Let’s start here: The Dolphins need help on offense. At some point between the start of round one and the end of round seven of this year’s draft, I’d expect them to pick, at the very least: a quarterback, an offensive lineman (or two), and a tight end. The Fins finished 30th of 32 teams last year in scoring. Only Cleveland and Carolina scored fewer points than Miami. On the other side of the ball, the Fins’ defense was sixth best in total yards, so it makes plenty of sense for plenty of fans to think that this April’s number-one priority would be to draft an immediate impact offensive player with the 15th pick of the Draft. And they very well could.
But they might not. Jeff Ireland (along with basically every other GM) has said that when his time comes and the Fins are on the clock, that he’ll take the player that the team has rated highest on their draft board. Last year, when seven of the eight draft picks that Ireland and co. made were defensive players, it was easy to assume they went into the draft saying that they had to improve the “D.” Ireland, though, told me that wasn’t the case: “If you had told me that almost every pick of that draft was going to be defensive…I’d have said ‘no way.'”
So with that understanding, let’s move forward knowing that there is at least some chance that the Fins go with a defensive player in the first round. Who could it be? That all depends on picks 1-14, of course, but here are a couple of names to familiarize yourself with:
- Cameron Jordan, DL, Cal: A soon-to-be second generation NFL player, Jordan is a first-round talent who would probably be a pass-rushing end in Miami’s 3-4 scheme.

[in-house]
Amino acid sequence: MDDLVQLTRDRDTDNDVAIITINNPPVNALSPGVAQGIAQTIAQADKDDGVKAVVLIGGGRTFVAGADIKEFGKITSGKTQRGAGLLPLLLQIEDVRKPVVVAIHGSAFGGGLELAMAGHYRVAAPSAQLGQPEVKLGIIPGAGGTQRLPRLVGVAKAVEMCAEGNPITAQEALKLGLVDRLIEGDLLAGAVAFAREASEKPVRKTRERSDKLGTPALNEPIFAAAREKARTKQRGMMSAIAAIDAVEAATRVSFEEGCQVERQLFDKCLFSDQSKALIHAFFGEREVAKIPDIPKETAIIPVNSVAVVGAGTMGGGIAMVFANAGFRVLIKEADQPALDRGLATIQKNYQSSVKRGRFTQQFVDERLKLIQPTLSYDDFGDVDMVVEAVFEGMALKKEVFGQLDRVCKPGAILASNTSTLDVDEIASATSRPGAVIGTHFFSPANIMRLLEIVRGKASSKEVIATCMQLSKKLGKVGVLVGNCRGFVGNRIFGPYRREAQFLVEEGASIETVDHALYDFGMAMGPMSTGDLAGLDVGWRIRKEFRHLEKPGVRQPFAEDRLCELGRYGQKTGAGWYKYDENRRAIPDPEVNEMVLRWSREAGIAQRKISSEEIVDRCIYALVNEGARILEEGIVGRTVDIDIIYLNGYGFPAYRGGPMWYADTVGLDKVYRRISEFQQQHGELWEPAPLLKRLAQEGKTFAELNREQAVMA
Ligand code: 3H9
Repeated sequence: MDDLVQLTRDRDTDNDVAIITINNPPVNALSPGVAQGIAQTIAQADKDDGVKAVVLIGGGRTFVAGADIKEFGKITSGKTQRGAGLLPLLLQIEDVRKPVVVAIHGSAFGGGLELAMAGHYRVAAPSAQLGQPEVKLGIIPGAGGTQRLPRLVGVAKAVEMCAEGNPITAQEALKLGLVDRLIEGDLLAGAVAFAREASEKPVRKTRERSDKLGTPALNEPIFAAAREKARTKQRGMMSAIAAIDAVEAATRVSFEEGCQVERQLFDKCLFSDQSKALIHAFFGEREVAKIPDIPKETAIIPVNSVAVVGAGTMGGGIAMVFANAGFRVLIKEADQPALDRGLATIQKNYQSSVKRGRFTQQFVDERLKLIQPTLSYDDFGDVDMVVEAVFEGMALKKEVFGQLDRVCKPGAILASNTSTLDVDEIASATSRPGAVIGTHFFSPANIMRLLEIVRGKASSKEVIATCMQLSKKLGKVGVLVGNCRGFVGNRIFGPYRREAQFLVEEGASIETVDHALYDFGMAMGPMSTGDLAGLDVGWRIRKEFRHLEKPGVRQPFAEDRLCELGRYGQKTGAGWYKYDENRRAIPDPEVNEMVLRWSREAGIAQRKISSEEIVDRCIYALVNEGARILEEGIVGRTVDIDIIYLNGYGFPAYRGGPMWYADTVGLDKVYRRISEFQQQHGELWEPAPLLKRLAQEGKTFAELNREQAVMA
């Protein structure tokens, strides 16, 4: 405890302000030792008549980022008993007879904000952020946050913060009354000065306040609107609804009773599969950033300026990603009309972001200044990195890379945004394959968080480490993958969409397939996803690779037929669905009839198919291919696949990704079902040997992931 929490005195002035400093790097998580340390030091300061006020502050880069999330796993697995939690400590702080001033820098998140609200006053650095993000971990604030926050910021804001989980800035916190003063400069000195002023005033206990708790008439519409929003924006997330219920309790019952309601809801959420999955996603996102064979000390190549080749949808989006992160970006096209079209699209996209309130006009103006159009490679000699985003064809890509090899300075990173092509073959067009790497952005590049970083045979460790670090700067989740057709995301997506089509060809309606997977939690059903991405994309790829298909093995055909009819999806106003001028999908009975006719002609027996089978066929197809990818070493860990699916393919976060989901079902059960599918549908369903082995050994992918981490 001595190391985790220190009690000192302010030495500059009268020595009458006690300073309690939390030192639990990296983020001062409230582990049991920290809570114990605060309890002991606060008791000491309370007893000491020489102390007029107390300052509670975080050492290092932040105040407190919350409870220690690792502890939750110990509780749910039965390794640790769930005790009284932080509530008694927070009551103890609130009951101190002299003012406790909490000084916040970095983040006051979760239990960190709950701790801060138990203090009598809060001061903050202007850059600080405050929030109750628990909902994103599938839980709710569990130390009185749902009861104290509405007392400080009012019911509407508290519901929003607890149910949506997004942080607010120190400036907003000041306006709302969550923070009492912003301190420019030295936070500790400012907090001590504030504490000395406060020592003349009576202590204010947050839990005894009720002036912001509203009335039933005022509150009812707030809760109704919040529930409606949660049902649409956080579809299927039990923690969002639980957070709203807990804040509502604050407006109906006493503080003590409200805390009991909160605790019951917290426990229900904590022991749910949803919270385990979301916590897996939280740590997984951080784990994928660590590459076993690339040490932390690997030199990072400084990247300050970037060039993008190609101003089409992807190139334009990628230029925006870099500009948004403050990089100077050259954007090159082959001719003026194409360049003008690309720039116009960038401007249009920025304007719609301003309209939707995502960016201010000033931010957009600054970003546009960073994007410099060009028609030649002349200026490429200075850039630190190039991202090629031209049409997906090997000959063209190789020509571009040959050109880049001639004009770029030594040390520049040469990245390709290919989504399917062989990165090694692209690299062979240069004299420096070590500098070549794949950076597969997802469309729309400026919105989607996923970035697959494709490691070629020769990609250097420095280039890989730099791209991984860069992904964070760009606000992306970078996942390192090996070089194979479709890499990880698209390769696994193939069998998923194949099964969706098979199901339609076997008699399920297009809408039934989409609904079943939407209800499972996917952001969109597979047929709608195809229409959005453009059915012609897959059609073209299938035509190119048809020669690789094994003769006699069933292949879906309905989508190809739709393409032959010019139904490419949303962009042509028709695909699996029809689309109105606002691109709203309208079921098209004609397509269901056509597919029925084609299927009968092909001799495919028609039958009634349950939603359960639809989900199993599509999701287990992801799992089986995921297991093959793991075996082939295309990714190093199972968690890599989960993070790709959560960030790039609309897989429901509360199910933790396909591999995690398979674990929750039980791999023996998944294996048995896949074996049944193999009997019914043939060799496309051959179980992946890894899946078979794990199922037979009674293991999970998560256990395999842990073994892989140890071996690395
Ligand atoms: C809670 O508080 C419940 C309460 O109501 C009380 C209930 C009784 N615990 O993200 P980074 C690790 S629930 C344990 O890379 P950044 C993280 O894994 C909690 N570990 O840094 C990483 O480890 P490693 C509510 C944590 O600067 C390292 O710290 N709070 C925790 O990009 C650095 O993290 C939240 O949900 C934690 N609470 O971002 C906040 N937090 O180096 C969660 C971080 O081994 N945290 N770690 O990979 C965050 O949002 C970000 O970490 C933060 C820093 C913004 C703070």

- Aldon Smith, DL, Missouri: Smith would probably make the Koa Misi switch from DE in college to OLB in the NFL and is another guy who is capable of putting serious pressure on the passer.
- Akeem Ayers, LB, UCLA: Another true edge rusher who could be a great complement to Cam Wake on the other side.
- Prince Amukamara, CB, Nebraska: A possible top-10 pick, if Amukumara is available, he would be hard to pass on (something Big XII teams never did last year).
Again, this is not a guarantee that Miami will go defense at #15. Heck, I still think they’ll try and trade the pick. Remember, too, that there may not be an offensive player that the team feels is worth the value that the 15th overall pick holds. And so, if the Dolphins take a defensive player in the first round, whether it’s one of the aforementioned guys or not, know that it’s because to them, he is the absolute best player available at that moment.
What type of defensive player would you most like to see the Fins draft in 2011?
- None. I want only offensive players! (41%)
- A pass rusher (33%)
- A safety (15%)
- A cornerback (11%)
Jesse Agler is the host of The Finsiders. Follow him on Twitter @finsjesse.
The opinions, analysis and/or speculation expressed by The Finsiders Blog represent those of individual writers, and unless quoted or clearly labeled as such, do not represent the opinions, policies or desires of the Miami Dolphins organization, front office, coaches and executives. Writers' views are formulated independently from any inside information and/or conversation with Dolphins officials, including the coaches and scouts, unless otherwise noted.